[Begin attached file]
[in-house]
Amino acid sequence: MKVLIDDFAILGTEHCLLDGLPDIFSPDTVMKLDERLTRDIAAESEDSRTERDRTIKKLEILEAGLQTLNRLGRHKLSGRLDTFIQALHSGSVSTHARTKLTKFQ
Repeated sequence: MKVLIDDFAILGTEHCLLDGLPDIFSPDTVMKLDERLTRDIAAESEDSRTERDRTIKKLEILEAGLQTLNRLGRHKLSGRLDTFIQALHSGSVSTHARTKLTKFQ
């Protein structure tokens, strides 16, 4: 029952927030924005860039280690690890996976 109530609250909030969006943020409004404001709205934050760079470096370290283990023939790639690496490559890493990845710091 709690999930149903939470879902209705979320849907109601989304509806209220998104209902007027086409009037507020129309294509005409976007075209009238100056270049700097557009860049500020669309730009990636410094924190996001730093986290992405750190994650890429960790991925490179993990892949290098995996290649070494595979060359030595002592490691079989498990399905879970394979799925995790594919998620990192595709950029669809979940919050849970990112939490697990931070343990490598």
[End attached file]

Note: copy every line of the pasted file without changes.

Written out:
[in-house]
Amino acid sequence: MKVLIDDFAILGTEHCLLDGLPDIFSPDTVMKLDERLTRDIAAESEDSRTERDRTIKKLEILEAGLQTLNRLGRHKLSGRLDTFIQALHSGSVSTHARTKLTKFQ
Repeated sequence: MKVLIDDFAILGTEHCLLDGLPDIFSPDTVMKLDERLTRDIAAESEDSRTERDRTIKKLEILEAGLQTLNRLGRHKLSGRLDTFIQALHSGSVSTHARTKLTKFQ
């Protein structure tokens, strides 16, 4: 029952927030924005860039280690690890996976 109530609250909030969006943020409004404001709205934050760079470096370290283990023939790639690496490559890493990845710091 709690999930149903939470879902209705979320849907109601989304509806209220998104209902007027086409009037507020129309294509005409976007075209009238100056270049700097557009860049500020669309730009990636410094924190996001730093986290992405750190994650890429960790991925490179993990892949290098995996290649070494595979060359030595002592490691079989498990399905879970394979799925995790594919998620990192595709950029669809979940919050849970990112939490697990931070343990490598």